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The December 2015 issue of Physics World is out now


By Matin Durrani

As the festive season approaches, many of you will be looking forward to popping open a bottle of champagne. But before you treat yourself to a bottle, do check out the December 2015 issue of Physics World magazine, in which fizzy-wine physicist Gérard Liger-Belair from the University of Reims Champagne-Ardenne reveals his top six champagne secrets.

In the article, Liger-Belair explains why a fog appears when you pop open a bottle, the angle at which you should pour the wine into a glass, and how many bubbles there are in a typical glass of fizz. He also wades into that age-old question among sparkling-wine aficionados: flute or coupe?

The new issue also contains a fabulous flow chart, in which you can find out what sort of scientist you are. Don’t miss either our look back at the International Year of Light, a fantastic selection of Christmas books and a feature all about how origami is moving from art to application.

If you’re a member of the Institute of Physics (IOP), you can get immediate access to this article in the award-winning digital edition of the magazine on your desktop via or on any iOS or Android smartphone or tablet via the Physics World app, available from the App Store and Google Play. If you’re not yet in the IOP, you can join as an IOPiMember for just £15, €20 or $25 a year to get full digital access to Physics World. You can also read Liger-Belair’s article online here.

For the record, here’s a rundown of the rest of the issue:

• Exergy: less heat, more light – Governments and industry could make better use of energy by turning to the second law of thermodynamics. Edwin Cartlidge describes a new proposal by European scientists

• Mexico’s challenges – Matin Durrani talks to Enrique Cabrero Mendoza, director of Mexico’s National Council for Science and Technology (CONACYT), about its science and
technology priorities

• Leaving a legacy for light – As the 2015 International Year of Light draws to a close, leading figures reveal how to build on its success

• Logo motives – Robert P Crease relays feedback from his earlier column on physics logos

• Six secrets of champagne – Popping open a bottle of champagne is one of life’s great delights, but how much do you really know about the science behind this greatest of wines? Gérard Liger-Belair reveals his six favourite champagne secrets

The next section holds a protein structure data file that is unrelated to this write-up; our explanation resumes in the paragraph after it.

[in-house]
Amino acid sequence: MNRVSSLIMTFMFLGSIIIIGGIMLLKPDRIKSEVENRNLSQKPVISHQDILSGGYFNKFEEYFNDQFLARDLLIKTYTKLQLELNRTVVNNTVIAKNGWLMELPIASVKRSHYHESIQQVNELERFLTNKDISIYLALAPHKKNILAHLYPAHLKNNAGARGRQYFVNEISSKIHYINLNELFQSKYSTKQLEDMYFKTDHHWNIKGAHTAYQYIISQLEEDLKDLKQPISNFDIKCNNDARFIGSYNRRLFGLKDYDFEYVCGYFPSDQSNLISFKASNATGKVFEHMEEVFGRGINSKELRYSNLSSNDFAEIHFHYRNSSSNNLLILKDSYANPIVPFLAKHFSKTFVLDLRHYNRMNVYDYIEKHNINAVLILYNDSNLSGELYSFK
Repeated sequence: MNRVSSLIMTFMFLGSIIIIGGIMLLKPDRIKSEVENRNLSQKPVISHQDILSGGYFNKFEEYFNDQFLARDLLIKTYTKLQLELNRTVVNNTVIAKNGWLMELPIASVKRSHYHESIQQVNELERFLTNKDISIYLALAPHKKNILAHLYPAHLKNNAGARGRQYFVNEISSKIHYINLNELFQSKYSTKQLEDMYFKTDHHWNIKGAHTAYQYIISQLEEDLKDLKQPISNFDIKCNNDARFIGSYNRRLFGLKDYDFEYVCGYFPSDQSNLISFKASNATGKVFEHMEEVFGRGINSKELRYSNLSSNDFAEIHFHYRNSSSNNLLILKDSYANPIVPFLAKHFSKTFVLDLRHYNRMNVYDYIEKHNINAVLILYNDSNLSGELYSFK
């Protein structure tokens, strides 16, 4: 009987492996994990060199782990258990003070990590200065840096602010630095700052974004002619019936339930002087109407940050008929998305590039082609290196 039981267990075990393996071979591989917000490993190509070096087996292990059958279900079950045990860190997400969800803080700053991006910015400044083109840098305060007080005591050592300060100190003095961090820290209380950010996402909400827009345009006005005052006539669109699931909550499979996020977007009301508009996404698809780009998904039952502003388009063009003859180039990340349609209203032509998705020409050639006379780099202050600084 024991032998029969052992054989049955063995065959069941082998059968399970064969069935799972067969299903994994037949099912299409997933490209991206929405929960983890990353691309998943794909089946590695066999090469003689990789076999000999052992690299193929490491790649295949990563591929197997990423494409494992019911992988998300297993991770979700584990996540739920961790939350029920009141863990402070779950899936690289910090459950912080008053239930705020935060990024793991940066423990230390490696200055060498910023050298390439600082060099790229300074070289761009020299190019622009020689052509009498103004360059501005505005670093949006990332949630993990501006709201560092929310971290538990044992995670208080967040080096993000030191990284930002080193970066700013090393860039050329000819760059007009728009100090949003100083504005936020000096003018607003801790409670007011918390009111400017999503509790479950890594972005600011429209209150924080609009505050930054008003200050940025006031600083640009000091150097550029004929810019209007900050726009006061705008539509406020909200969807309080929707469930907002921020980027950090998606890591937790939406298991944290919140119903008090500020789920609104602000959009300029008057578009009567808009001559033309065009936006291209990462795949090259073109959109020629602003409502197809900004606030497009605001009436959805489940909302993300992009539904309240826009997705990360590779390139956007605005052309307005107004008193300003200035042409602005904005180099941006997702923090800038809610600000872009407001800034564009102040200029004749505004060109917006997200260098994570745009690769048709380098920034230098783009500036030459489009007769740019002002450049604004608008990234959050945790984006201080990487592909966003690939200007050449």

• Flat-pack physics – From solar panels to nanoscale machines, physics applications of origami and kirigami have surged in recent years. Simon Perks reports from where art meets science

• Throwing the book at bad ideas – Several eminent science authors have recently claimed  that bad scientific ideas have “held back” good ones throughout human history, delaying the progress of science. But as Philip Ball argues, it just isn’t that simple

• The great high-energy write-off – Andrew Robinson reviews Tunnel Visions: the Rise and Fall of the Superconducting Super Collider by  Michael Riordan, Lillian Hoddeson and Adrienne W Kolb

• Physics in the family – Mark Spackman reviews Crystal Clear: the Autobiographies of Sir Lawrence & Lady Bragg edited by A M Glazer and Patience Thomson

• Dripping with science – Helen Maynard-Casely reviews The Water Book: the Extraordinary Story of Our Most Ordinary Substance by Alok Jha

• Nature’s ups and downs – Peter Rodgers reviews Making Nature: the History of a Scientific Journal by Melinda Baldwin

• Teaching with technology – When David Vernier left his job as a physics teacher to start his own company, he discovered that lessons learned in the classroom would serve him well in the business world

• Once a physicist – Emanuel Derman, professor of financial engineering at  Columbia University, New York, US, and the author of My Life as a Quant: Reflections on Physics and Finance

• What kind of scientist are you? – Solve your holiday identity crisis with physicist Eugene Hickey and designer Paul Matson

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  1. M. Asghar

    A large part of the ideas in physics come up as a need to solve a standing problem and at the end one finds which idea is “bad” as it stands as an obstacle to its soluion. One of the historic and facinating ideas that turned to be “bad” was the idea of “aether” as the medium that carries the EM-waves, though, it is quite clear from the Maxwell’s equations that the medium(vacuum) not only dtermines their speed, but should also carry them.

  2. Trackback: The physics of food | JPhys+


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